I think this could be the last season for all four of these players in the organization. Street was an AHL veteran signing meant to help stabilize what was a young Binghamton roster. As he is 34, unless the Devils think he still a capable veteran for what will likely be a young team in Utica, I can see both sides parting ways. Seney and Jacobs have been fringe players at best. That they could not get any action for the 2021 Devils is a telling sign that they may not factor in the Devils’ future plans. I could see Jacobs retained just to have another right-sided defender on the blueline. But from a New Jersey perspective, I do not think we will see him in Newark unless as an emergency fill-in. Jobst was one of the returning players from the Zajac & Palmieri deal. I think he and A.J. Greer were in the deal to help make roster space for Zajac & Palmieri coming in. He did put up 5 goals and 8 points in 12 games with Binghamton; perhaps the Devils will opt to keep him on as a veteran of sorts for Utica. But I am reaching on that point.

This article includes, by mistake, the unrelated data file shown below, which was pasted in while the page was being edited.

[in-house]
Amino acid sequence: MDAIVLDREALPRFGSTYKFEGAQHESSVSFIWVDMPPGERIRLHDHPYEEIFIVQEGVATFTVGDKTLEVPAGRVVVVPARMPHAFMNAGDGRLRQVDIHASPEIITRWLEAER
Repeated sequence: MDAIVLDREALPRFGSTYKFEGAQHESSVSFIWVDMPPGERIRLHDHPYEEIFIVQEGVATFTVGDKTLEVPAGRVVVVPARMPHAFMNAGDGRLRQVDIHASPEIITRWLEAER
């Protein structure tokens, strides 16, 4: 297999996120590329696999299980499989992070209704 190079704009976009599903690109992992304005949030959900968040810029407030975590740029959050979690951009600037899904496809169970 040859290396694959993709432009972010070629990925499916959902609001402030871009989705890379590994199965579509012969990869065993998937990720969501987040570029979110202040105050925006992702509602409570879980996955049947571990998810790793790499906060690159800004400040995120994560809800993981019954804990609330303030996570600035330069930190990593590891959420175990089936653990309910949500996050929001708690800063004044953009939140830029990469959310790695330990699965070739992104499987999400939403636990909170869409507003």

Pending Restricted Free Agents

This is where it starts to get a bit more interesting for Utica and for incoming players.

  • Forwards (3) - Marian Studenic, Brandon Gignac, A.J. Greer
  • Defenseman (3) - David Quenneville, Colton White, Colby Sissons
  • Goaltenders (2) - Gilles Senn, Evan Cormier